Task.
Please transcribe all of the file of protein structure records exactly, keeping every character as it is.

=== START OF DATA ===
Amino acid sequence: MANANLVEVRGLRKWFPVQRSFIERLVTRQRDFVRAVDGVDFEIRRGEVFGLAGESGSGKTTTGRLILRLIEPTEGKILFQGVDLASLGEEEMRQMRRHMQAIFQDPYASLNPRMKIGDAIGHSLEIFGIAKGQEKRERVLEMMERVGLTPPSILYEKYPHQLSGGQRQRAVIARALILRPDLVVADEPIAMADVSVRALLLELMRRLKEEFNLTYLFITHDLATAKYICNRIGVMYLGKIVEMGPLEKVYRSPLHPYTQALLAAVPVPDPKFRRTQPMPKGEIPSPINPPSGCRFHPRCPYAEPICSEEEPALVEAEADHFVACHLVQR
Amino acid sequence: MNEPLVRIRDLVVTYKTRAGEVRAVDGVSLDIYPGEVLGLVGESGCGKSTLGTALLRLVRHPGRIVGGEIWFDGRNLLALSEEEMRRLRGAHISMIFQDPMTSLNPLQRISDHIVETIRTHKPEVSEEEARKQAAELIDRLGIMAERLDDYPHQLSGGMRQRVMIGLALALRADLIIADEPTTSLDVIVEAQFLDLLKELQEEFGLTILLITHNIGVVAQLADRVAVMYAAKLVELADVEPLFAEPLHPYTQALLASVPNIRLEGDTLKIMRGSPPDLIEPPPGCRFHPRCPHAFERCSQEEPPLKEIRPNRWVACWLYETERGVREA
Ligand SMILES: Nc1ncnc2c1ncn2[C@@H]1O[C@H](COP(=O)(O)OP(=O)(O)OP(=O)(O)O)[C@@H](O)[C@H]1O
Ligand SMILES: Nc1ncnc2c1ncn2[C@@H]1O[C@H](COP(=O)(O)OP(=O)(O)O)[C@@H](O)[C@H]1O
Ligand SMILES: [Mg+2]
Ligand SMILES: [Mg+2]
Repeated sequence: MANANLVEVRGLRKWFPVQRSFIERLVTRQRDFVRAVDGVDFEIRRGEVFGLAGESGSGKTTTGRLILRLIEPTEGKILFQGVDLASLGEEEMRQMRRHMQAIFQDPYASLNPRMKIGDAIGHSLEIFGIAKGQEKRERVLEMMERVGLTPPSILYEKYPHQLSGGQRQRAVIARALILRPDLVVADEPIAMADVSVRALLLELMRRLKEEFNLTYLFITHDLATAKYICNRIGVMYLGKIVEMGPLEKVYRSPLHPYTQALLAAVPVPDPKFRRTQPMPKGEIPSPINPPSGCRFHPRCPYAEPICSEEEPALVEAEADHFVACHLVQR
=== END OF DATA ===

Amino acid sequence: MANANLVEVRGLRKWFPVQRSFIERLVTRQRDFVRAVDGVDFEIRRGEVFGLAGESGSGKTTTGRLILRLIEPTEGKILFQGVDLASLGEEEMRQMRRHMQAIFQDPYASLNPRMKIGDAIGHSLEIFGIAKGQEKRERVLEMMERVGLTPPSILYEKYPHQLSGGQRQRAVIARALILRPDLVVADEPIAMADVSVRALLLELMRRLKEEFNLTYLFITHDLATAKYICNRIGVMYLGKIVEMGPLEKVYRSPLHPYTQALLAAVPVPDPKFRRTQPMPKGEIPSPINPPSGCRFHPRCPYAEPICSEEEPALVEAEADHFVACHLVQR
Amino acid sequence: MNEPLVRIRDLVVTYKTRAGEVRAVDGVSLDIYPGEVLGLVGESGCGKSTLGTALLRLVRHPGRIVGGEIWFDGRNLLALSEEEMRRLRGAHISMIFQDPMTSLNPLQRISDHIVETIRTHKPEVSEEEARKQAAELIDRLGIMAERLDDYPHQLSGGMRQRVMIGLALALRADLIIADEPTTSLDVIVEAQFLDLLKELQEEFGLTILLITHNIGVVAQLADRVAVMYAAKLVELADVEPLFAEPLHPYTQALLASVPNIRLEGDTLKIMRGSPPDLIEPPPGCRFHPRCPHAFERCSQEEPPLKEIRPNRWVACWLYETERGVREA
Ligand SMILES: Nc1ncnc2c1ncn2[C@@H]1O[C@H](COP(=O)(O)OP(=O)(O)OP(=O)(O)O)[C@@H](O)[C@H]1O
Ligand SMILES: Nc1ncnc2c1ncn2[C@@H]1O[C@H](COP(=O)(O)OP(=O)(O)O)[C@@H](O)[C@H]1O
Ligand SMILES: [Mg+2]
Ligand SMILES: [Mg+2]
Repeated sequence: MANANLVEVRGLRKWFPVQRSFIERLVTRQRDFVRAVDGVDFEIRRGEVFGLAGESGSGKTTTGRLILRLIEPTEGKILFQGVDLASLGEEEMRQMRRHMQAIFQDPYASLNPRMKIGDAIGHSLEIFGIAKGQEKRERVLEMMERVGLTPPSILYEKYPHQLSGGQRQRAVIARALILRPDLVVADEPIAMADVSVRALLLELMRRLKEEFNLTYLFITHDLATAKYICNRIGVMYLGKIVEMGPLEKVYRSPLHPYTQALLAAVPVPDPKFRRTQPMPKGEIPSPINPPSGCRFHPRCPYAEPICSEEEPALVEAEADHFVACHLVQR